On Christmas morning, I awoke to find the truck I had told Mom to ask Santa to bring. Maybe, she didn't tell Santa. Santa's Elves were always watching. I'll bet they told Santa what I wanted. I am certain there were a few other toys that morning, but I do not remember them. My brother, Fred, and I always had a stocking that Santa filled with fruit and candy. Santa was big on peppermint candy. He would leave our whole family a big stick of peppermint that must have weighed 3 or 4 pounds. That big stick of candy would stick around a long time. It was so big Mom or Dad would break off pieces with the handle of a table knife. We often ate large chunks of the peppermint candy with saltine crackers and washed it down with ice water.
The item I most remember is one that I did not ask for. As I recall, Mom said that Santa left it for both Fred and me. However, as much as Dad played with it, you would have thought Santa left it for him. If you haven't guessed it yet, it was a toy train. I didn't get to help with the assembly, I was too small. Dad and Fred put the train-track together shaping it in a big figure eight. We hooked up the electric transformer and switch. Then we put all the cars (boxcars, flatcars, cattlecars, tanker, caboose) and the locomotive on the track. Soon Fred discovered you could rev up the moter by holding the locomotive's wheels just above the track causing them to spark as they began to turn. The train also made sparks fly when it was rolling down the track or jumping off the tracks at high speeds. Whenever electric sparking occurs in our atmosphere, it breaks some of the atoms of oxygen away from their bond to hydrogen to combine with naturally occurring oxygen, O2, to form ozone which is O3. That Christmas was our ozone Christmas. The smell of the air in the house hung heavily with the odor of ozone well into the evening hours of Christmas day, and, as time permitted, on the days that followed.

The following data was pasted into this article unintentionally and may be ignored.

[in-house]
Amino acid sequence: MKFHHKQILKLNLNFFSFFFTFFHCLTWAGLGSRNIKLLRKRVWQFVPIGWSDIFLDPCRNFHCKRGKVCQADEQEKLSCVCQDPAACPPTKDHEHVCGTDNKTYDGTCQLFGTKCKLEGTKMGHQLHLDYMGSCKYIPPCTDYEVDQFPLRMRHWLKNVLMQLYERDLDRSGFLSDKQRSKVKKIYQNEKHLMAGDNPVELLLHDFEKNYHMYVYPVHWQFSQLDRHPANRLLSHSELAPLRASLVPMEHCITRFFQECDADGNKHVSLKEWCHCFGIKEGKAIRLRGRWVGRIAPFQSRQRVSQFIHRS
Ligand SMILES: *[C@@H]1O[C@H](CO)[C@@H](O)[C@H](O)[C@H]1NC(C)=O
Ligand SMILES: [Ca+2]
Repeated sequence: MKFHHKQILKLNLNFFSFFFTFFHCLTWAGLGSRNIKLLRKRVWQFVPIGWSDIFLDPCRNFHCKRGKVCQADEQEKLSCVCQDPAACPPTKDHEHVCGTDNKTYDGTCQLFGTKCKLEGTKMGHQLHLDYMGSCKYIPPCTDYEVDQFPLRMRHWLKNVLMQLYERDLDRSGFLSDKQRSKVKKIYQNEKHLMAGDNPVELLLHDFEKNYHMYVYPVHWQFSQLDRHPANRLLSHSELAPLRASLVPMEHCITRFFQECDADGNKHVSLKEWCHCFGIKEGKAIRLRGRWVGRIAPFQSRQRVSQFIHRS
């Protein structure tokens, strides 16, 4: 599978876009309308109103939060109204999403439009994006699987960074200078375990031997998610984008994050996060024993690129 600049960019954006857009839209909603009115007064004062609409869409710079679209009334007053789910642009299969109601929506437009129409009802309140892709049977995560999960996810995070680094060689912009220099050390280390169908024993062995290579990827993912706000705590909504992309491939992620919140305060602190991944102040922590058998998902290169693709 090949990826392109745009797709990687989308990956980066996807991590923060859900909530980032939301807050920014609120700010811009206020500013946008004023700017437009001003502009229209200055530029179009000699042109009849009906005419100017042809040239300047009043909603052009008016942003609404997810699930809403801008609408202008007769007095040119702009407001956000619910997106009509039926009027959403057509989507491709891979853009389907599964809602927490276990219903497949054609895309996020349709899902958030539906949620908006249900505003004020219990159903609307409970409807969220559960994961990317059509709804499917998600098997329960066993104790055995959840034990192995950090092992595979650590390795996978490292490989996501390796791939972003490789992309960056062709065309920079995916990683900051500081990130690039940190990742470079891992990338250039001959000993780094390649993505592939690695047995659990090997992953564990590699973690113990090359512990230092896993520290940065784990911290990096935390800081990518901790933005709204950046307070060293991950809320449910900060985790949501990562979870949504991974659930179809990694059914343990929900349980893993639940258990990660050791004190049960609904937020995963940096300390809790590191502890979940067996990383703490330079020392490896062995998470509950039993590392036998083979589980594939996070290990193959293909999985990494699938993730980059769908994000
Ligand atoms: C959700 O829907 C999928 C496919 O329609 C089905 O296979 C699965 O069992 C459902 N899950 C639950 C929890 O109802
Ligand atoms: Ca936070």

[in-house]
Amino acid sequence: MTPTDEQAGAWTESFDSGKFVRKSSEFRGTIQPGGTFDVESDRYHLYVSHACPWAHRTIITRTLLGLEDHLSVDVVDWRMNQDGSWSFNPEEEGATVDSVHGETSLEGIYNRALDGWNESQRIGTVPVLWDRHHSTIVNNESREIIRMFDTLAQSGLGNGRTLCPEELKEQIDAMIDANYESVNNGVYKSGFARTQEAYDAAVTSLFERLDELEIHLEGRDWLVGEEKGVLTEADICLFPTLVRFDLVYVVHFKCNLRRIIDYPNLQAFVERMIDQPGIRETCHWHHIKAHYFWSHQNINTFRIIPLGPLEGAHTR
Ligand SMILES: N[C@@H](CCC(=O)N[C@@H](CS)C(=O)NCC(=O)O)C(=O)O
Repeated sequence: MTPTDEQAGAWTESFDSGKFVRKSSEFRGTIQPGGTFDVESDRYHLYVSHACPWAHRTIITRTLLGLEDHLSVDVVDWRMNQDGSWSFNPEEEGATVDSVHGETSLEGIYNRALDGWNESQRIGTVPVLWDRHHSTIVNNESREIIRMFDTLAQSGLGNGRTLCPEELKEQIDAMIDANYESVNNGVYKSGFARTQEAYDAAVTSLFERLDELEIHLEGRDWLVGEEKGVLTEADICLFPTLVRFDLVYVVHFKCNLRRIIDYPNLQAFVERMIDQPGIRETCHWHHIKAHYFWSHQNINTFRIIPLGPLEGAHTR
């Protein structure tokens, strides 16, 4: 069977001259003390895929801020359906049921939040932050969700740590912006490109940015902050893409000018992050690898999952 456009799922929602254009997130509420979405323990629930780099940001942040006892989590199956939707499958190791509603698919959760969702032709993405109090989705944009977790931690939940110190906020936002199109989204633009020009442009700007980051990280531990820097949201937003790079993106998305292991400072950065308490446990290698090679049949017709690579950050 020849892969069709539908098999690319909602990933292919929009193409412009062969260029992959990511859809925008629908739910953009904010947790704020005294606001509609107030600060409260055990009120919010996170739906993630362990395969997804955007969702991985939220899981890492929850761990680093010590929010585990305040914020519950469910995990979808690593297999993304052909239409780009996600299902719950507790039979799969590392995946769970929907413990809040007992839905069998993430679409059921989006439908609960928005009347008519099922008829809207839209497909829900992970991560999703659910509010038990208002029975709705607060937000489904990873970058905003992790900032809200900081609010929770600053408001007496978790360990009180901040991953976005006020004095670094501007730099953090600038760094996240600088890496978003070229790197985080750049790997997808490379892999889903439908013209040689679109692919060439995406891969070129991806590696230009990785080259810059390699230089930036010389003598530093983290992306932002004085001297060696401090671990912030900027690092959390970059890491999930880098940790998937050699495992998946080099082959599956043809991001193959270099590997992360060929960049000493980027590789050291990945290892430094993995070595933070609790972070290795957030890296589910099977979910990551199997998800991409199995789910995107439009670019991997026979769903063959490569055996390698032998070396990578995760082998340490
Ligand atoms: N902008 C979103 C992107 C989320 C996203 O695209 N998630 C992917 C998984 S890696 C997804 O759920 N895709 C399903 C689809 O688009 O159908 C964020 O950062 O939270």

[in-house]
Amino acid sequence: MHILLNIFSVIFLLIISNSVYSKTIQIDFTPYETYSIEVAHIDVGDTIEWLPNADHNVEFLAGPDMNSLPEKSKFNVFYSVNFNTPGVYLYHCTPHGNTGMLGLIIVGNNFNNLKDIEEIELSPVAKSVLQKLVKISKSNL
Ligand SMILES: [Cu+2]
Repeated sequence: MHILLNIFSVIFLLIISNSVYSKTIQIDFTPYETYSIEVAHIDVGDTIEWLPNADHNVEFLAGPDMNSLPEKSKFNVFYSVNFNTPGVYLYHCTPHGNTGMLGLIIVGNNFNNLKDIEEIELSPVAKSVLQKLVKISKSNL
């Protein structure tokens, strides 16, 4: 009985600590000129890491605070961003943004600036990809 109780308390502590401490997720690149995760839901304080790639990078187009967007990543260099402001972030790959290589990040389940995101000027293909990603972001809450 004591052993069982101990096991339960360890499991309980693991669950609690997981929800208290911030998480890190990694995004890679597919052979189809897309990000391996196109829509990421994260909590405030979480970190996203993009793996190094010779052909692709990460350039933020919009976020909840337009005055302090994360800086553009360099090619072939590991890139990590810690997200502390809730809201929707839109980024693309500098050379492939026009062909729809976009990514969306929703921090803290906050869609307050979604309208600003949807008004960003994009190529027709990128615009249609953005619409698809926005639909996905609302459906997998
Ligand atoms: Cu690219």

The other smell I can remember from that Christmas was the one of parched peanuts. Both Mom and Dad were adept at parching raw peanuts. We had a large cylindrical heater that stood in the living room and was vented with a pipe that ran to a flue or chimney. Fred and I got burned by the pipe or the outside of the heater more than once as we played and tumbled about the living room.
The heater was a coal-burner, not a wood-burner. I remember that it was called a "Warm Morning Heater." It could and often would get red hot on a cold, winter's day...in a deep and dark December. (Whoops, a little Simon and Garfunkel sort of slipped in there.) The flat top of the heater could be used as a stove top. Raw peanuts were first shelled, then placed in a lightly greased black skillet and set atop the heater. The cooking process was something like a slow burn. The husks of the peanuts would be black when the peanuts were ready to eat. Before serving, a little salt was sprinkled on the parched peanuts. If you think roasted peanuts like those you buy at a ball game are good, try parching some in a black skillet on your stove or range.
Everyone who contributed a Christmas memory this year received a full color copy of RRN. This may or may not become a Christmas tradition. Most articles were mailed, but a few were hand-delivered. Having interviewed Mrs. Curtis Young for an article published December 6, I delivered her copy to the laundry mat on that same date. Perhaps, you remember the cold air on that first Saturday of December. I can recall it quite well. As I quickly washed my car, I had to be careful not to slip on the icy perimeter of the car wash area. The ground had frozen the night before and the concrete in the shade was still cold enough to freeze water. Barbara and I were on our way to Tupelo to do some Christmas shopping and had dropped by to see the Youngs and get the car washed.